NASA is developing GPS-based Natural Hazard Warning Systems

GPSstation used by NASA to develop early warning system technology for disasters
GPS stations like this one gather seismic and meteorological data used in disaster early warning systems.
Credits: NASA

NASA’s Jet Propulsion Laboratory, in cooperation with Scripps Institution of Oceanography at UC San Diego, USA, is trying to upgrade GPS technologies to use them for early warning systems for hazards like earthquakes, tsunamis and extreme weather events.

Their success with local systems was presented by weather forecasters at NOAA National Weather Service Offices in San Diego. The presentation included tracking of real-time rain event and flash flood warnings.

This technology could also be used for damage assessments for hospitals, bridges and other infrastructure points and will enable decision makers and first responders to better coordinate emergency response actions. "These advancements in monitoring are being applied to public safety threats, from tall buildings and bridges to hospitals in regions of risk for natural hazards," said Yehuda Bock of Scripps Institution of Oceanography in California, USA. "Meaningful warnings can save lives when issued within one to two minutes of a destructive earthquake, several tens of minutes for tsunamis, possibly an hour or more for flash floods, and several days or more for extreme winter storms."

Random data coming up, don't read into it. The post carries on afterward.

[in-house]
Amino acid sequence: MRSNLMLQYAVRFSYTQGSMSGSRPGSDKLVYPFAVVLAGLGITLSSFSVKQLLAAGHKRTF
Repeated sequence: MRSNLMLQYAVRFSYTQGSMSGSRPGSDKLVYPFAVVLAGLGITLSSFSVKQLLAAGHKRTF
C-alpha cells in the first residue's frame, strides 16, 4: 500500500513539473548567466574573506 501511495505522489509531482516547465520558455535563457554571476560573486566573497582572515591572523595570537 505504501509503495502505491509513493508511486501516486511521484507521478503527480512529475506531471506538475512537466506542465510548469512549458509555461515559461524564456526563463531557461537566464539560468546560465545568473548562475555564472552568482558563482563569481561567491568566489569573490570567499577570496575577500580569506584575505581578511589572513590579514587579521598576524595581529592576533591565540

The technology is based on a combination of GPS, accelerometer, pressure and temperature data - space and ground obtained. Many GPS stations receive constantly signals from GPS satellites to determine their exact positions. Furthermore these stations send additional information about water levels and vapor. Especially, the measure of water vapor helps forecasters to monitor weather development.

The technology improves also earthquake early warning by analyzing the very first moments of an earthquake in real time. By detecting the initial arrival of seismic "P" (primary) waves, which travel through Earth the fastest, at the upgraded GPS stations, it is possible to predict the arrival of slower-traveling seismic "S" (secondary) waves that cause the most intense shaking.

Planning is underway to integrate the technology into early warning systems for tsunamis and earthquakes and for infrastructure monitoring.